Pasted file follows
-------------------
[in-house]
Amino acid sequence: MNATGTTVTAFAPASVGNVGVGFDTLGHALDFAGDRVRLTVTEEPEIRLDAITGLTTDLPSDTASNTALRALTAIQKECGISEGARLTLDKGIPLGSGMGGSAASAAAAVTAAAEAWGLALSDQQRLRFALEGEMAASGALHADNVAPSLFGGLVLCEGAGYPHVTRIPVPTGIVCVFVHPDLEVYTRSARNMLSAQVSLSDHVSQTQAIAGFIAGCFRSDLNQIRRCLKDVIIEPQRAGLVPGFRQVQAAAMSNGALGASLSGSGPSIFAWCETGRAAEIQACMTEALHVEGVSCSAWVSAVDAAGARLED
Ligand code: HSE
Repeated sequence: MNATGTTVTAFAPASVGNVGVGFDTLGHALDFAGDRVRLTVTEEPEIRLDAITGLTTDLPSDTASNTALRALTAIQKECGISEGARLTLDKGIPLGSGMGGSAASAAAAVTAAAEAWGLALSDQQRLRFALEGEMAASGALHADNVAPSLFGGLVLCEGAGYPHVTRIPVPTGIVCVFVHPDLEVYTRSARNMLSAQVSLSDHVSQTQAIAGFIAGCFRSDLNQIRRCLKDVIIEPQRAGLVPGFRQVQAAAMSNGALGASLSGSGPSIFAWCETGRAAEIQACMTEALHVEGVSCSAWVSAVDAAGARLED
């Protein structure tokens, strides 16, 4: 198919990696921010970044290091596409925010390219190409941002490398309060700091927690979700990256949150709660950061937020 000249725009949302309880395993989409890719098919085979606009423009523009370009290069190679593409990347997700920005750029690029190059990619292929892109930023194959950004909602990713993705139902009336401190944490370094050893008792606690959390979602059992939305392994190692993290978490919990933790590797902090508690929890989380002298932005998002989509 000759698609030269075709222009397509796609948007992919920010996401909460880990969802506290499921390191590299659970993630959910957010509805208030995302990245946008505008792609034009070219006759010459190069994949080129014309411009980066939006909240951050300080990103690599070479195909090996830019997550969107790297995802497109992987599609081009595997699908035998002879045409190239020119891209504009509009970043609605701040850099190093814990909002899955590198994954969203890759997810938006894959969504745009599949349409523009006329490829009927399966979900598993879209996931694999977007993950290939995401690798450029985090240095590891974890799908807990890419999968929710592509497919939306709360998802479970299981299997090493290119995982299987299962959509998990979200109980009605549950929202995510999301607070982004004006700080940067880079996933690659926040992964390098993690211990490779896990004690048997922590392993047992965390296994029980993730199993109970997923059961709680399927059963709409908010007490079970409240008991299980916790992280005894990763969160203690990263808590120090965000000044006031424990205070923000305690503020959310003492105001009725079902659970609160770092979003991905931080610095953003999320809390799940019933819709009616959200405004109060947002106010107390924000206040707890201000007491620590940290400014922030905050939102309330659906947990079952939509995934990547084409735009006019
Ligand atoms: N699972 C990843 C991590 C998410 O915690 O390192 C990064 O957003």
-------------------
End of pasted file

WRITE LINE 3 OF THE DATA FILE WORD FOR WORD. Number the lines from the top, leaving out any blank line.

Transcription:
Ligand code: HSE